The United States continues to have the highest per capita health care spending among industrialized countries, but a new study published in the journal Health Affairs suggests we might finally be turning the tide.
The rate of growth in U.S. health care spending slowed for the third straight year in 2005. The study's authors, who work for the centers for Medicare and Medicaid Services, say this marks the slowest growth rate in health spending since 1999, when enrollment in more tightly managed care plans peaked.
But while this is a positive development, the bottom line is that the spending may continue to increase, despite the slowdown.
"Every year, when rates-of-spending increases are slightly lower than the year before, some people try to spin this as good news," said Alan Sager, professor of health policy and management and director of the Health Reform Program at Boston University School of Public Health. "What it really means is that we're driving at high speed toward the edge of the cliff, but not quite as quickly as last year. Is this drop in speed meaningful? No."
Others agree that we need to be cautious.
"Any celebration is premature," said Karen Davis, president of the Commonwealth Fund, a private foundation that aims to promote a high-performing health care system. "The United States still spends a staggering $6,697 per person per year on health care, more than twice what any other industrialized country spends. And even the slower spending growth of 6.9 percent continues to outpace inflation and growth in wages for the average worker in the United States."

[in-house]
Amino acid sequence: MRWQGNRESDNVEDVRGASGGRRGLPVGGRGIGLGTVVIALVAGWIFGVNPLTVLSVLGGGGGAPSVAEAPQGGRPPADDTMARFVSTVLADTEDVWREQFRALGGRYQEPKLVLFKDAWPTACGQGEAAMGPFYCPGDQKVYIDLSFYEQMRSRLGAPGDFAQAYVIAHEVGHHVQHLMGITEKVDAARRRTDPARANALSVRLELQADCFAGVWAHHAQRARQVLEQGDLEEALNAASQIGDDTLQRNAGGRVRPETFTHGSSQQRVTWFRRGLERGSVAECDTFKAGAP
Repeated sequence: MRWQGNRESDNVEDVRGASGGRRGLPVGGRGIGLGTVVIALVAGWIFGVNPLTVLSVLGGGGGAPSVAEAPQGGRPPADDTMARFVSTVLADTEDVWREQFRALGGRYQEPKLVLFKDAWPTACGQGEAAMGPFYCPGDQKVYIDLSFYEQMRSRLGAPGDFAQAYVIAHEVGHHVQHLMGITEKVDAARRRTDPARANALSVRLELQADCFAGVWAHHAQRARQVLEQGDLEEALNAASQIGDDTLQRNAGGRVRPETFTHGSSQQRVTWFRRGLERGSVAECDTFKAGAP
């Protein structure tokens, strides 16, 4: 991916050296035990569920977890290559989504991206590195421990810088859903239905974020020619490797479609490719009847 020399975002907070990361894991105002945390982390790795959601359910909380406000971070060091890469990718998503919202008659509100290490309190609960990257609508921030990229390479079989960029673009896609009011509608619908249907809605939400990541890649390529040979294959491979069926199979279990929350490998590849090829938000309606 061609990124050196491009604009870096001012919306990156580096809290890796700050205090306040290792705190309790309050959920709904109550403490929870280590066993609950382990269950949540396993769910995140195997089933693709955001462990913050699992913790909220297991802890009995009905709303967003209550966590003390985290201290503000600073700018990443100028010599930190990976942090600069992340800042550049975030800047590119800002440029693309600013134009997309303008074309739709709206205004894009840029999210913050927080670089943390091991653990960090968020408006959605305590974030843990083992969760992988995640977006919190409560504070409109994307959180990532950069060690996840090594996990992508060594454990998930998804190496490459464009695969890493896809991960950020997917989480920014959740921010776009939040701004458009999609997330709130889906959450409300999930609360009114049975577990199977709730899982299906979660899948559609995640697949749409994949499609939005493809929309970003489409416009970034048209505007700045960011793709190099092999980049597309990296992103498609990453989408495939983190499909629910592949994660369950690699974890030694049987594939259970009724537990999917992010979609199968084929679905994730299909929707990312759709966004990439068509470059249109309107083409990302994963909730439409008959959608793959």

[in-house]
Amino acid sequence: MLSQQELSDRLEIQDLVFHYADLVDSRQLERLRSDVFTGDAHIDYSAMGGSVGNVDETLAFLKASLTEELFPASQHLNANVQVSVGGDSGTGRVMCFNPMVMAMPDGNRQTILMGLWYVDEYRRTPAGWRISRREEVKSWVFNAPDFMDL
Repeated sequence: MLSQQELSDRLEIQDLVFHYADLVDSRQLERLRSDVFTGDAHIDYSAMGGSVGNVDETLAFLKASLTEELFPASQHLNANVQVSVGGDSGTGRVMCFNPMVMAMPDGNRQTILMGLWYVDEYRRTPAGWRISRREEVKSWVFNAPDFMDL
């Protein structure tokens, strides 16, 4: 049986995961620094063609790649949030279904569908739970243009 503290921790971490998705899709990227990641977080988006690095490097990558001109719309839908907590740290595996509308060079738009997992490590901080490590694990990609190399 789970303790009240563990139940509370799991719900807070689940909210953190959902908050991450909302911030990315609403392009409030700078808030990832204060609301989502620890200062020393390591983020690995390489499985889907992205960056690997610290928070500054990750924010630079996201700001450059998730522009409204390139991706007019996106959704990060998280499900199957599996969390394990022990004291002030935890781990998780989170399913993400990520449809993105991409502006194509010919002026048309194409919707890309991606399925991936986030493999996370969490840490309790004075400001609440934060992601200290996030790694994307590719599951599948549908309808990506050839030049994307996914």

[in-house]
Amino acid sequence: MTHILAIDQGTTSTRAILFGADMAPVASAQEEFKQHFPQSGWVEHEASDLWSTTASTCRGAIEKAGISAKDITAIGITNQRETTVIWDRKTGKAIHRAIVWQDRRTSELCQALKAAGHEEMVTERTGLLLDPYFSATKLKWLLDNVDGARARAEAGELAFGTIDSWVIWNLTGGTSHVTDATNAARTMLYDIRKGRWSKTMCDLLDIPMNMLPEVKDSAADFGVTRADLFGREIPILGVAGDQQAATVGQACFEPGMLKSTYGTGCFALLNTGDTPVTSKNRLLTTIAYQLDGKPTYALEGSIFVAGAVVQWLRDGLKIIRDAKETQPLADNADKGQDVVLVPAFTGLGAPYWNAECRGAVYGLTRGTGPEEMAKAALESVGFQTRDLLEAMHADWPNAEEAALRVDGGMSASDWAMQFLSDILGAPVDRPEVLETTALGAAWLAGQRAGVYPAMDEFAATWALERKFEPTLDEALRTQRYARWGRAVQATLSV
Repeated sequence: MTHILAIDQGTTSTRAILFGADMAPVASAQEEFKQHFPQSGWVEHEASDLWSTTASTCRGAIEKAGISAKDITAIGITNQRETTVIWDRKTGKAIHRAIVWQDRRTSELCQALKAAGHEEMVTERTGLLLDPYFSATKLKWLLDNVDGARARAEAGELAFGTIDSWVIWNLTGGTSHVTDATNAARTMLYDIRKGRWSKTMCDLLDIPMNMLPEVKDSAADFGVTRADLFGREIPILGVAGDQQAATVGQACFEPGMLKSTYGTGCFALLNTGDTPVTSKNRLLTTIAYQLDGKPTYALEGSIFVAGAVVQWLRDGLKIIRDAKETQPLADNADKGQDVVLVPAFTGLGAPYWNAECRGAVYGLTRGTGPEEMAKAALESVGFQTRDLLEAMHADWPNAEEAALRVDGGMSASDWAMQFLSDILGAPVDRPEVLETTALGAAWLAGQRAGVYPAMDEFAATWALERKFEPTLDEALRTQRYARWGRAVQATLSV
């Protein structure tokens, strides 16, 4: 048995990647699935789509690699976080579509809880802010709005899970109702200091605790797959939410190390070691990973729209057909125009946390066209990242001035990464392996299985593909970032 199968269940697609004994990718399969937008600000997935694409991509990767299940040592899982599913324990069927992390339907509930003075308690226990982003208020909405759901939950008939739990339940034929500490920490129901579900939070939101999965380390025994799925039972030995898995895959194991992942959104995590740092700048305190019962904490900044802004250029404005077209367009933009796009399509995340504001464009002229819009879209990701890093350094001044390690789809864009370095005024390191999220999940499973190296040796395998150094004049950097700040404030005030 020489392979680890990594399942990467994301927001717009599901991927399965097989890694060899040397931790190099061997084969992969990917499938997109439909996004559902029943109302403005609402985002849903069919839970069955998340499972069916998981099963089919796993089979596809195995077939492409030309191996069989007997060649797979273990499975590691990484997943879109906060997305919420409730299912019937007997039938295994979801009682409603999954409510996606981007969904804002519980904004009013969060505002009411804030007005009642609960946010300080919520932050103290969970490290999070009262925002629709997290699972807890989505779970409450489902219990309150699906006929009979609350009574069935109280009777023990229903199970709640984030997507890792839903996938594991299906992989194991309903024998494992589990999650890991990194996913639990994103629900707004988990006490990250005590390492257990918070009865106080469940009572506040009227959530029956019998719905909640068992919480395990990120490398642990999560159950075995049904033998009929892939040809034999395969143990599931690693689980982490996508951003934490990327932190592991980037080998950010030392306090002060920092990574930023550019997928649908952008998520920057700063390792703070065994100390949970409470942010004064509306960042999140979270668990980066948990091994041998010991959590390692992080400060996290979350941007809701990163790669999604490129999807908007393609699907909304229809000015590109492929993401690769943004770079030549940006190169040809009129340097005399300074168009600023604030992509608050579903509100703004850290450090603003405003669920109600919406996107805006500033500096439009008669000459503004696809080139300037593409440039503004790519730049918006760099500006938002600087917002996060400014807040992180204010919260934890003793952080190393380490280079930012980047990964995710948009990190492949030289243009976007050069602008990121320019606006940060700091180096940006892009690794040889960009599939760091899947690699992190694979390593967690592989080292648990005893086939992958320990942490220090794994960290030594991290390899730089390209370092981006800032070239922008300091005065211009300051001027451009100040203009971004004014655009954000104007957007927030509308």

The health care spending slowdown was not unexpected.
"The slowdown was expected and is important," said Gail Wilensky, an economist and senior fellow at Project HOPE, a private organization that works to achieve sustainable advances in health care around the world. "But whether this slowdown will continue is another matter. Many of the changes are likely to be either 'one-off' or of limited duration."
The slowdown in health care spending also reflects the overall state of the economy.
"This trend represents a normal path in the cycle of health care spending growth and relative decline," said Leif Haase, senior program officer and health care fellow at The Century Foundation, a nonprofit organization.
"The article is significant in showing the relationship between trends in health care spending and in the overall economy," said Robert Field, associate professor and chair of the Department of Health Policy and Public Health at the University of the Sciences in Philadelphia. "Unemployment is a major predictor of health status; therefore health care spending rises in down economies and falls in good ones."
"The slowing in spending growth likely reflects recent improvements in economic growth and employment," Field added.
In light of this, some observers say the slowdown is probably linked to the most recent recession.
"The article suggests [the slowdown] is a typical time-lag with the 2001 recession, and the pattern has been seen before," said Norman Daniels, professor of ethics and population health at the Harvard School of Public Health.
In addition, the fact that consumers spent less on prescription drugs -- partly because of increased use of generic alternatives -- may have also helped put the brakes on rising health care costs.